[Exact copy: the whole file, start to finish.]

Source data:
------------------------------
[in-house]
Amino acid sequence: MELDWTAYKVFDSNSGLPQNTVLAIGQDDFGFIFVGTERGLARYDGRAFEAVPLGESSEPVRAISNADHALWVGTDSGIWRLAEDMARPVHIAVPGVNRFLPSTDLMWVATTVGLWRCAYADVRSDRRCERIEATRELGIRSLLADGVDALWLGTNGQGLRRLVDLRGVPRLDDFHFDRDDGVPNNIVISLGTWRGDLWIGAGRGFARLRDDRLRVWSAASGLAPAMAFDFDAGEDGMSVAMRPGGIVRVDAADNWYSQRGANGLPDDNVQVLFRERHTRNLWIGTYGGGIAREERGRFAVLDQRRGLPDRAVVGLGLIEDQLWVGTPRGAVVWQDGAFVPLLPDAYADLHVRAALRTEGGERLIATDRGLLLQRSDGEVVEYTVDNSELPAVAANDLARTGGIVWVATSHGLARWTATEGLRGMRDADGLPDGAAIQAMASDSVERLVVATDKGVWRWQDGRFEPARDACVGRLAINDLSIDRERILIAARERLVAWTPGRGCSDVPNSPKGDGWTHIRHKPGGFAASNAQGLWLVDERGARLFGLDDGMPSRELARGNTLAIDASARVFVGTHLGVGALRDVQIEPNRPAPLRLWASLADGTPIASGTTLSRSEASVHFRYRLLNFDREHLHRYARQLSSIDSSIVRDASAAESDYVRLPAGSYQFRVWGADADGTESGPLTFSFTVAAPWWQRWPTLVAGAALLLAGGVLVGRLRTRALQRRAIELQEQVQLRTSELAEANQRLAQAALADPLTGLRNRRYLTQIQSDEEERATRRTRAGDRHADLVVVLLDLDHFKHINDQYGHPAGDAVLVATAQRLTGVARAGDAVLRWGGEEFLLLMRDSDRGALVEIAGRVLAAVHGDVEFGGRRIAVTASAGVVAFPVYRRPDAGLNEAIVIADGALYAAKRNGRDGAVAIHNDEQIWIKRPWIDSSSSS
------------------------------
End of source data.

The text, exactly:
[in-house]
Amino acid sequence: MELDWTAYKVFDSNSGLPQNTVLAIGQDDFGFIFVGTERGLARYDGRAFEAVPLGESSEPVRAISNADHALWVGTDSGIWRLAEDMARPVHIAVPGVNRFLPSTDLMWVATTVGLWRCAYADVRSDRRCERIEATRELGIRSLLADGVDALWLGTNGQGLRRLVDLRGVPRLDDFHFDRDDGVPNNIVISLGTWRGDLWIGAGRGFARLRDDRLRVWSAASGLAPAMAFDFDAGEDGMSVAMRPGGIVRVDAADNWYSQRGANGLPDDNVQVLFRERHTRNLWIGTYGGGIAREERGRFAVLDQRRGLPDRAVVGLGLIEDQLWVGTPRGAVVWQDGAFVPLLPDAYADLHVRAALRTEGGERLIATDRGLLLQRSDGEVVEYTVDNSELPAVAANDLARTGGIVWVATSHGLARWTATEGLRGMRDADGLPDGAAIQAMASDSVERLVVATDKGVWRWQDGRFEPARDACVGRLAINDLSIDRERILIAARERLVAWTPGRGCSDVPNSPKGDGWTHIRHKPGGFAASNAQGLWLVDERGARLFGLDDGMPSRELARGNTLAIDASARVFVGTHLGVGALRDVQIEPNRPAPLRLWASLADGTPIASGTTLSRSEASVHFRYRLLNFDREHLHRYARQLSSIDSSIVRDASAAESDYVRLPAGSYQFRVWGADADGTESGPLTFSFTVAAPWWQRWPTLVAGAALLLAGGVLVGRLRTRALQRRAIELQEQVQLRTSELAEANQRLAQAALADPLTGLRNRRYLTQIQSDEEERATRRTRAGDRHADLVVVLLDLDHFKHINDQYGHPAGDAVLVATAQRLTGVARAGDAVLRWGGEEFLLLMRDSDRGALVEIAGRVLAAVHGDVEFGGRRIAVTASAGVVAFPVYRRPDAGLNEAIVIADGALYAAKRNGRDGAVAIHNDEQIWIKRPWIDSSSSS